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RE: [Kierkegaardian] Fear and Trembling

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  • Don Anderson
    Mark and others, What I failed to say is that I am putting this forward as an idea. I don t mean this to be the last word by any stretch. I want to hear from
    Message 1 of 13 , May 30, 2003
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      Mark and others,

      What I failed to say is that I am putting this forward as an idea. I don't
      mean this to be the last word by any stretch. I want to hear from you as to
      what you see here.

      Don

      -----Original Message-----
      From: Don Anderson [mailto:donand@...]
      Sent: Thursday, May 29, 2003 8:37 PM
      To: kierkegaardians@yahoogroups.com
      Subject: RE: [Kierkegaardian] Fear and Trembling

      No, I'm not saying that. He *does* talk about "the knight of faith," What I
      am saying and this may be an over-simplification, is that for Kierkegaard
      "the knight of faith" is no knight. "Knights of faith," which are different
      from faith (which comes from God or in Kierkegaard's terms the infinite)
      must also be renounced because the "knight of faith" is a false knight. The
      only knight we mortals are capable of being out of these two possibilities
      is a "knight of infinite resignation."

      Another way of putting this is "the knight of faith" remains in the finite,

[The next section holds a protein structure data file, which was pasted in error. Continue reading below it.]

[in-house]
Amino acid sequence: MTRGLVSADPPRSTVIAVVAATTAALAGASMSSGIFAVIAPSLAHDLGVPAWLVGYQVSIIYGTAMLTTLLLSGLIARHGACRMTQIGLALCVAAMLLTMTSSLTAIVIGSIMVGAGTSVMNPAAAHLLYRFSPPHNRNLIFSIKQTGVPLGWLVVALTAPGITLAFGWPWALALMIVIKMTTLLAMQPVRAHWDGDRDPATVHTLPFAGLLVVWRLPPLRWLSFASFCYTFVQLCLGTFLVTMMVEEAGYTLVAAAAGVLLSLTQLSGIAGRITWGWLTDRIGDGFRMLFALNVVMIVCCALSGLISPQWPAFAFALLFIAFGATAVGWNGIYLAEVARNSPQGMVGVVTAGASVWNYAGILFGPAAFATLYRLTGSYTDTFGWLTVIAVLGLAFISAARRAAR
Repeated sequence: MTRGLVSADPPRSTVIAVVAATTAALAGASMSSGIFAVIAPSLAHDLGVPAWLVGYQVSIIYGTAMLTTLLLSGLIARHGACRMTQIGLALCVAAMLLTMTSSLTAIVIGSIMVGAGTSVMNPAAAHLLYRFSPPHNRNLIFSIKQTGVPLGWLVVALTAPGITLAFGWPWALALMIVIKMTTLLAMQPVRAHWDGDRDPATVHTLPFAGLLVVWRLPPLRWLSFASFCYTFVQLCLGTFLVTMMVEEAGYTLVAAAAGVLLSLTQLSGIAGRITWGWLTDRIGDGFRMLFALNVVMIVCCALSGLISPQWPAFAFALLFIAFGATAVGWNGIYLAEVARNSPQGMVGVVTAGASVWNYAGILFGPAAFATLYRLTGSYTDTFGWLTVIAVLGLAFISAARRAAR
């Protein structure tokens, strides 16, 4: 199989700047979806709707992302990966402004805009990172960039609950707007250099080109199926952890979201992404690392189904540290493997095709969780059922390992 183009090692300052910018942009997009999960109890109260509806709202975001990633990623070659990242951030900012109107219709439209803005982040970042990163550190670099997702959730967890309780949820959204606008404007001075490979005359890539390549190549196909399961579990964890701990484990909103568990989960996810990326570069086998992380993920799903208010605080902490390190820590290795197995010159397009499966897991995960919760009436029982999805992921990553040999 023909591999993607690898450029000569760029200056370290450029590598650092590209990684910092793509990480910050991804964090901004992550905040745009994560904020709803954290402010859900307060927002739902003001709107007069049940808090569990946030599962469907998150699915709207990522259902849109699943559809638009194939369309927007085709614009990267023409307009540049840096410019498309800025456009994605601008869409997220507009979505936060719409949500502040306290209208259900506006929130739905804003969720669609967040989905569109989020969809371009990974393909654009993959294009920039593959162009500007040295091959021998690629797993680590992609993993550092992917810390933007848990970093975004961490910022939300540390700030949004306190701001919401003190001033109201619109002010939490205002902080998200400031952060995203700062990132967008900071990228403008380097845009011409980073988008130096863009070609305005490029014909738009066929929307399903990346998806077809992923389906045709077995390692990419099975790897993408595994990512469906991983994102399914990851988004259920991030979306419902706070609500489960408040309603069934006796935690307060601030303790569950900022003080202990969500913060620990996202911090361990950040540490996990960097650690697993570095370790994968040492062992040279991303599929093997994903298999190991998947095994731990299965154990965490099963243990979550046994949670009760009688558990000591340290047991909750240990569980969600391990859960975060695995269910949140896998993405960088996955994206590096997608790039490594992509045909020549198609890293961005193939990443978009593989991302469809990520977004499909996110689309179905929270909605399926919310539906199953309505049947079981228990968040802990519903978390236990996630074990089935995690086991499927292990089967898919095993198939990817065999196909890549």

whiled the "knight of infinite resignation" becomes opened to the infinite.
      At the point of touching the infinite faith comes from the infinite.

      Don

      -----Original Message-----
      From: Mark Keithley [mailto:kant992003@...]
      Sent: Thursday, May 29, 2003 5:28 PM
      To: kierkegaardians@yahoogroups.com
      Subject: RE: [Kierkegaardian] Fear and Trembling

      Don are you saying that in Fear and Trembling Kierkegaard doesn't use the
      name "the knight of faith"?

      Don Anderson <donand@...> wrote:Mark, First of all Kierkegaard
      understands this story (Abraham) to be about
      Abraham's faith much more than it is about the nature of God (which no one
      really knows). This I think is also true of why the story of Abraham is in
      the OT.

      What you call the "night of faith" is in Kierkegaard called "The Knight of
      Infinite Resignation." I suppose that could also be called "The Knight of
      Faith." Actually Kierkegaard calls this Infinite resignation and faith a
      double movement. They happen together but they are separate in his thought
      as I understand it. In any case Kierkegaard uses the analogy of the medieval
      knight who goes off to fight dragons and save maidens. In doing so the